EDGE attended Riyadh’s inaugural World Defense Show exhibiting just a fraction of its portfolio of products, and offering a glimpse of how Saudi Arabia’s domestic industry ambitions could take off over the coming years.
Formed in 2019 via an amalgamation of multiple industries, the United Arab Emirates’ (UAE’s) defence champion has rapidly further established itself in areas including design, development, production and in-service support.
Similarly, Riyadh has established its Vision 2030 objective, under which 50% of its total defence spending will be localised by the end of this decade. Its path to achieving increased domestic output will include establishing joint ventures with foreign companies, but also growing the capabilities of national players such as Saudi Arabian Military Industries (SAMI).
“EDGE and the UAE defence industry has matured, and we look towards the international market,” Miles Chambers, the company’s director, international business told FlightGlobal at the 6-9 March show. “We have started to position ourselves as any large international defence company would. Localisation in Saudi is absolutely something that we are committed to.”
Previous such initiatives have included a February 2021 teaming agreement between EDGE subsidiary NIMR and SAMI, related to the future production of military vehicles in Saudi Arabia. EDGE is now pursuing “further opportunities in the kingdom”, he says.
“The UAE and EDGE are well positioned to do this, because for many years this is exactly what the UAE did,” Chambers notes. “We really understand a lot of lessons learned in terms of what works and what doesn’t in terms of building up an industry.
“This gives us a slightly different insight,” he notes. “We understand the challenges and we can bring that experience to the market.”
Among EDGE’s aerospace products on display at the show were the Garmoosha vertical take-off and landing unmanned air vehicle, QX-2 and QX-3 loitering munitions, and a broad array of precision-guided air-launched weapons.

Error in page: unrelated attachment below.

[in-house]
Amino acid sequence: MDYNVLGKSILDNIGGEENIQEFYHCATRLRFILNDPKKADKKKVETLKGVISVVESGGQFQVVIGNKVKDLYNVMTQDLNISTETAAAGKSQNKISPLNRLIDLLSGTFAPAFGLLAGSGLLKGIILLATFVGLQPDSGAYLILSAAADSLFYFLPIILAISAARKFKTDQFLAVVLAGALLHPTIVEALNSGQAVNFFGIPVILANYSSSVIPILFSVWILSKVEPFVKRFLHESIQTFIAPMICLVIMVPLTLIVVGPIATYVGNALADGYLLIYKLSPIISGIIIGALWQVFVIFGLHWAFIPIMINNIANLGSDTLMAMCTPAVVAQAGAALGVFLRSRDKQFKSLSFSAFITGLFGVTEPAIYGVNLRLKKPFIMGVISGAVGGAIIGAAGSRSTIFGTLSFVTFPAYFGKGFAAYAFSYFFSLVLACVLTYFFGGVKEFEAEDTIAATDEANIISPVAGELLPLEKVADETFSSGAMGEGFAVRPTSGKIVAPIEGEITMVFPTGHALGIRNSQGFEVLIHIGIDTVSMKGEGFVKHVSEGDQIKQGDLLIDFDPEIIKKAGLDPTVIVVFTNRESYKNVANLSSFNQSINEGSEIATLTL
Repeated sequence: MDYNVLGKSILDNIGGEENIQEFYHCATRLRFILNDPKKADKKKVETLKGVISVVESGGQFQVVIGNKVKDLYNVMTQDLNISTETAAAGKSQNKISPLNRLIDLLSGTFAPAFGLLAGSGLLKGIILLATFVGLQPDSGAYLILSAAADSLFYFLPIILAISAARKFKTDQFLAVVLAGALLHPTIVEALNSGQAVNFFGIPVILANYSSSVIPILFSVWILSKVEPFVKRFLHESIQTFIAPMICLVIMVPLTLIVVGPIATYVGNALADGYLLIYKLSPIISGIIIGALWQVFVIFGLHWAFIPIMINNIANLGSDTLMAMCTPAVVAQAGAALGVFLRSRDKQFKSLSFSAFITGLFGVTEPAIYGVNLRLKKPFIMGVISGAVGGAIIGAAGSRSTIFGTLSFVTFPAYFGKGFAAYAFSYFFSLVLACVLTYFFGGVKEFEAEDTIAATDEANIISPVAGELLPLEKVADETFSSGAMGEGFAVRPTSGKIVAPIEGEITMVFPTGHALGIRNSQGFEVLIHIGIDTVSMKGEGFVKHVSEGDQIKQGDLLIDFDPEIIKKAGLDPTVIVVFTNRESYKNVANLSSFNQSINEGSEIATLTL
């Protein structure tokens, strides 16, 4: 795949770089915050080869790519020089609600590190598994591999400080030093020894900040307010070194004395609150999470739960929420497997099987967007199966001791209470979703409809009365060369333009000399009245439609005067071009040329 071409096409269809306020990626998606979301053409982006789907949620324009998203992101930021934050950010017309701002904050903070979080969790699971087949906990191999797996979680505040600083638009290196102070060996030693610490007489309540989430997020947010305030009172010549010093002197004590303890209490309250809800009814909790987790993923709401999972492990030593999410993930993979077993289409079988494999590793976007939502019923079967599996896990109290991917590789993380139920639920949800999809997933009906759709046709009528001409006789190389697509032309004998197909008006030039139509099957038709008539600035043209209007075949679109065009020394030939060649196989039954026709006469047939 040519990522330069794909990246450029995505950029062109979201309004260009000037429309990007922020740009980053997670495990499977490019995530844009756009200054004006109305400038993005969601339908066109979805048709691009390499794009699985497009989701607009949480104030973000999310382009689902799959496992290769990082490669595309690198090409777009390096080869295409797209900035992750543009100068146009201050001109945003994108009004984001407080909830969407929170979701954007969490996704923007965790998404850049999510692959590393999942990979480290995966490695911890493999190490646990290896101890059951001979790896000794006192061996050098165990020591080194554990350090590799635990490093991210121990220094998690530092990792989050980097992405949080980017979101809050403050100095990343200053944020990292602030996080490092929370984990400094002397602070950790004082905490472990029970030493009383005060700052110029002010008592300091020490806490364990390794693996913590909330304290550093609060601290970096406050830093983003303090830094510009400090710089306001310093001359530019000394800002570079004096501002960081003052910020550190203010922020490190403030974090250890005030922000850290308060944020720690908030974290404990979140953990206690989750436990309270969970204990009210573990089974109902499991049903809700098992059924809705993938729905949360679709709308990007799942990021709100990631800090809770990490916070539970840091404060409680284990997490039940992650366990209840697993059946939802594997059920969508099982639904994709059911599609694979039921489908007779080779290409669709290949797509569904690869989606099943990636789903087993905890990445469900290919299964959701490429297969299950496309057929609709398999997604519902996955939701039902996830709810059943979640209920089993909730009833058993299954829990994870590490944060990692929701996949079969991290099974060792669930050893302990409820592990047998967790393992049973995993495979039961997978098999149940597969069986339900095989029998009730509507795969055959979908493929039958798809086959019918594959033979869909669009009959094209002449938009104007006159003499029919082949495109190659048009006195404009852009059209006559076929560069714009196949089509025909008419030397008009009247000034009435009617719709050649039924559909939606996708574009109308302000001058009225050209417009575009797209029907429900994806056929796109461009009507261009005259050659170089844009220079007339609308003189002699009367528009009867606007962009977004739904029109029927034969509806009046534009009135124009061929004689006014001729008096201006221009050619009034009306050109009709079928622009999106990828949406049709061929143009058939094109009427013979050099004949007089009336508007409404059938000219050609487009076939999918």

“EDGE’s presence in the kingdom is only going to grow,” Chambers says. “That growth will take many forms, including investment into the local defence industry.
“The Middle East and the GCC [Gulf Cooperation Council] is an important target market for our export growth,” he says. “International business is very much at the forefront as the UAE’s industries reach a degree of maturity. We have to look beyond just our local [UAE] customer. We are a UAE-based company, but we are really and truly a global business.”
Chambers also provides an insight into the national benefits of pursuing industrial development such as that achieved by Abu Dhabi and sought via Riyadh’s Vision 2030 drive.
“EDGE today provides a platform for young Emirati talent to work in a high-tech, fast-moving environment. A lot of our businesses are 15 or 20 years in the making, and today we have excellent engineering teams that are Emirati-led. That is proof that this process really works, and generates talent,” he says.
“If you think of what the UAE has established as an industry in just 30 years – to a point where we have companies today where we have established joint ventures in other countries and established local manufacturing. We have moved beyond the UAE being this recipient of technology transfer, to the UAE being the one transferring the technology.”